Britain’s Bloodiest Dynasty: The Plantagenets is a forthcoming four-parter from Channel 5 which is being billed as “the real-life Game of Thrones”.
What’s more interesting about the show, hosted by historian Dan Jones, is that it is part-funded by advertisers and media agencies – the latest in a series of such deals cut by the broadcaster that Viacom recently acquired from Richard Desmond.
The documentary Never Teach Your Wife to Drive is another in-house commission funded by the same model, while the more established The Gadget Show is backed by Dixons Retail.
The approach, which helps to explain the 35 per cent revenue growth that Channel 5 has enjoyed in the past three years, is causing concern in television circles because it transforms the relationship between broadcasters and commercial clients.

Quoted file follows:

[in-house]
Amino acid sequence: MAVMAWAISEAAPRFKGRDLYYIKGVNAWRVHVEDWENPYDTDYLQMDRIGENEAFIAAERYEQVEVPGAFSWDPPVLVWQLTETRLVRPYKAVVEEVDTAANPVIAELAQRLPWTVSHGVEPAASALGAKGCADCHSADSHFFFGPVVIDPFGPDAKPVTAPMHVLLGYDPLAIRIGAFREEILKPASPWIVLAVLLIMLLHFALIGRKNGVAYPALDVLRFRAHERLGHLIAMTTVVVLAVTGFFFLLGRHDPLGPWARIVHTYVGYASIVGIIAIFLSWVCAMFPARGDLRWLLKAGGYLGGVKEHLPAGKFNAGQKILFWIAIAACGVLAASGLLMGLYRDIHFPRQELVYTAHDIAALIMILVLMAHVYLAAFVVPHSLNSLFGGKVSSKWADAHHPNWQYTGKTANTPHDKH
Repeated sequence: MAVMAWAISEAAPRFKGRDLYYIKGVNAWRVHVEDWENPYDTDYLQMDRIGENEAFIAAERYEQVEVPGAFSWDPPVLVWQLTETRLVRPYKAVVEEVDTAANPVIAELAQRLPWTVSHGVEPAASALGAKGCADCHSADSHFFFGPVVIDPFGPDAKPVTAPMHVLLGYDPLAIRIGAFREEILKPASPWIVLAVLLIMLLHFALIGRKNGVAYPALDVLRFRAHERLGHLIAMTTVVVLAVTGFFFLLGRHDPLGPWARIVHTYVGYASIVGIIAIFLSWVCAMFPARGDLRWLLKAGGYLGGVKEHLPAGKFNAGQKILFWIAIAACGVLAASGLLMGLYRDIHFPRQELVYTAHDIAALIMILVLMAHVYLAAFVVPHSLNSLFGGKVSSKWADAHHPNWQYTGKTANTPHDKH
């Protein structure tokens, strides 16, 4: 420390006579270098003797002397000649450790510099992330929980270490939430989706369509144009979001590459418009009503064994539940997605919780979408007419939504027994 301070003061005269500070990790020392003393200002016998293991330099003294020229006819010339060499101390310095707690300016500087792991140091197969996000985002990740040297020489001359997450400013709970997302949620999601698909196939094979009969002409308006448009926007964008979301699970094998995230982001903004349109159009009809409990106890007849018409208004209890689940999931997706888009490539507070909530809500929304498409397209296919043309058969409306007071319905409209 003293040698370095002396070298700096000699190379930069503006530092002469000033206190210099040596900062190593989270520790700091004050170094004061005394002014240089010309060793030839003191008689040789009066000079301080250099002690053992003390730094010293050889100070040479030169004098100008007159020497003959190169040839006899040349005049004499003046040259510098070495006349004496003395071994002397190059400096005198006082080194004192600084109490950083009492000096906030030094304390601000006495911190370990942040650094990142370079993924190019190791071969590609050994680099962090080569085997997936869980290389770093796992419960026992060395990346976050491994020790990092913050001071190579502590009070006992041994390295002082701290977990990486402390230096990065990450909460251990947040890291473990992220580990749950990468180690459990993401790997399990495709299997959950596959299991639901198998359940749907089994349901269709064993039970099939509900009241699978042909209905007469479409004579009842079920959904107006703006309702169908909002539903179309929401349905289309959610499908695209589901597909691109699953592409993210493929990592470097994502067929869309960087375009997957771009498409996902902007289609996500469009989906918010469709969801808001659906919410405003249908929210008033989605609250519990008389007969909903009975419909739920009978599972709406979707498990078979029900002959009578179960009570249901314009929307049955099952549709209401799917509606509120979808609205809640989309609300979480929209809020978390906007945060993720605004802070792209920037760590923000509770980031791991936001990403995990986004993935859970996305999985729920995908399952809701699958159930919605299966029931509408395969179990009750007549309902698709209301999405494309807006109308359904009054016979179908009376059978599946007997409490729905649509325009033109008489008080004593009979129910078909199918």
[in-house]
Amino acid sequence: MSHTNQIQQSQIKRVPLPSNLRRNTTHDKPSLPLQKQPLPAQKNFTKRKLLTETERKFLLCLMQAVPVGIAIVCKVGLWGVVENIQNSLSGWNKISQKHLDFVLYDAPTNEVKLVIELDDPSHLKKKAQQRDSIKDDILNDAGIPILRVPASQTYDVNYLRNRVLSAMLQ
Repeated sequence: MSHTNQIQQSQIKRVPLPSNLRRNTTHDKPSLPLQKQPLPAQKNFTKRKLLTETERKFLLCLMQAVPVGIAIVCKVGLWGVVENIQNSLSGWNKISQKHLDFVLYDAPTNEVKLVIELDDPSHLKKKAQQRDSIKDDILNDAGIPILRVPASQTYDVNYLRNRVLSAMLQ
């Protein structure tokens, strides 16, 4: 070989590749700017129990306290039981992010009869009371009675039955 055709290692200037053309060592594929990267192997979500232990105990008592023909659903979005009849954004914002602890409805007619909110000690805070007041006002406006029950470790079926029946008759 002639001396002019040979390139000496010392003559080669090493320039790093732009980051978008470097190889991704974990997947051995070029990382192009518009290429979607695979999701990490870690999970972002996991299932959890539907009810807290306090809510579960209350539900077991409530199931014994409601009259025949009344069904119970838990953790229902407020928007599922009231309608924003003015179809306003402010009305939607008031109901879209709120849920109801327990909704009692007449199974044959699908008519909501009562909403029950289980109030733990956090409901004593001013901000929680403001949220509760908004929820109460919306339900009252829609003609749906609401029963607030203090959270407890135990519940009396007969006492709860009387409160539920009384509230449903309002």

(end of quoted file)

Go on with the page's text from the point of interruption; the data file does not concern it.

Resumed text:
Similarly, Sir Martin Sorrell’s Group M Entertainment is spending millions on television production.
Such investments might offend traditionalists but will help the BBC as it argues that its licence-fee funding model allows it to produce distinctive shows that are not dependent on commercial alliances.Reuse content